If you know me well, you know that I collect “kippahs.”

In fact, I have a collection of over 200 kippahs, also known as yarmulkes. They include bulk-ordered bar and bat mitzvah kippahs, kippahs from Kippa Man (a store in Jerusalem) and cherished friend-made, hand-crocheted kippahs.

Some days I choose to wear a light-colored kippah, other days, a Batman logo kippah. I wear my rainbow kippah to Pride parades and my Emory University kippah to school events.

As a 22-year-old, I’ve worn a kippah on my own volition for as long as I can remember. All day, every day. Now, with anti-Semitic attacks on the rise and campus rhetoric increasingly ugly, my commitment to this ritual feels especially important.

I’ve fielded interesting questions over the years. I vividly remember an innocent inquiry from a young camper at Camp Possibilities, a summer camp for children with Type 1 diabetes, where I’ve volunteered the past seven years: “Is that thing stapled to your head?”

Having grown up in a strong Jewish community in Potomac, Md., and having attended Charles E. Smith Jewish Day School, this question was weirdly unfamiliar to me. Wearing a kippah, the traditional head covering worn to honor the Divine, was commonplace. This, however, was the first of many questions that followed and challenged me to delve deeper into my personal understanding of my religious practices and preferences. I got used to looking at my kippah as a venue for opening a window into my religion and seeing myself as a leader and spokesperson for the Jewish community.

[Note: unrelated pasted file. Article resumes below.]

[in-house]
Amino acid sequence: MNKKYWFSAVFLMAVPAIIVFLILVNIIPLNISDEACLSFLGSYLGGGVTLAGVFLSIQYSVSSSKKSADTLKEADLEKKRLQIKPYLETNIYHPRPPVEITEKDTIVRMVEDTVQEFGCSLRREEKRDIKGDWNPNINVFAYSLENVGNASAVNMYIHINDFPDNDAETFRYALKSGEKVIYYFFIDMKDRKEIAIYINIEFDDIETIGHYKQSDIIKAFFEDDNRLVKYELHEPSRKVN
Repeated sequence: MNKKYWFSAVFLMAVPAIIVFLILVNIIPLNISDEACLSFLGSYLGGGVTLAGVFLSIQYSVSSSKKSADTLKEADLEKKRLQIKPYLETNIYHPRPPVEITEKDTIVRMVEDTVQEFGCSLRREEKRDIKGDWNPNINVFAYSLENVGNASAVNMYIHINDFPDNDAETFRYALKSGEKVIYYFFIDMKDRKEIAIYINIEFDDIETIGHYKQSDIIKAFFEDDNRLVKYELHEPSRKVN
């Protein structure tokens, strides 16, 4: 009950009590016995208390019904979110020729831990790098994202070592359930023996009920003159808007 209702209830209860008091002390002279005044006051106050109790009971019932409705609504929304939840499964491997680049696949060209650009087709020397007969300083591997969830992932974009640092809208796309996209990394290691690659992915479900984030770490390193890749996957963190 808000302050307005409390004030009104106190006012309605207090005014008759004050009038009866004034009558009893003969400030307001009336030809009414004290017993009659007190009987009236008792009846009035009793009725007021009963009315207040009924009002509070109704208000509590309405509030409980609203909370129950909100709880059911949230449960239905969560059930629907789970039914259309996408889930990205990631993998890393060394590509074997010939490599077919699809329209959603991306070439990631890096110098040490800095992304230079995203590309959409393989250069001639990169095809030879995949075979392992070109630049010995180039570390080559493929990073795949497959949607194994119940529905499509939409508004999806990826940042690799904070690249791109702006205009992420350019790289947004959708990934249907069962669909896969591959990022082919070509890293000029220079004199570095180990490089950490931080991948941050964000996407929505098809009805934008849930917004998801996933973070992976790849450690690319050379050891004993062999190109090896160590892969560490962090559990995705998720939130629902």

Upon arriving as a freshman to Emory University in Atlanta, I had a decision to make: To wear or not to wear?

For weeks, the question plagued me with new urgency; after all, college is where students can shed their prior selves, and create a new personal narrative. I was exploring how visibly Jewish I wanted to be. But, as classes started, I made the decision to keep the kippah.

As one of the few students wearing a kippah, I found myself fielding questions about Judaism from my peers, professors and administrators. Some inquired about the legitimacy of the incredible number of Jewish holidays in September, saying “Someone requested an exam extension. Is this a legit holiday?” Others invited me to coffee and sent emails of gratitude and blessings before Passover.

It was also in my first year that my kippah sparked a conversation with a monk during Emory’s Tibet Week.

Having only learned about Buddhism from movies and from my dad’s recent eagerness to integrate meditation into Jewish practice, I had a conversation with a monk on the quad in the middle of Atlanta.

Once again, I assumed the position of a spokesperson, friend, educator and leader.

The following summer, I found myself leading Kabbalat Shabbat on a hot and hazy Friday evening at the Drepung Loseling Monastery while studying abroad. Surrounded by faculty from all over the world, new friends from Emory, and Buddhist monks and nuns, we welcomed in the Sabbath by singing Hebrew songs in a remote village in Southern India.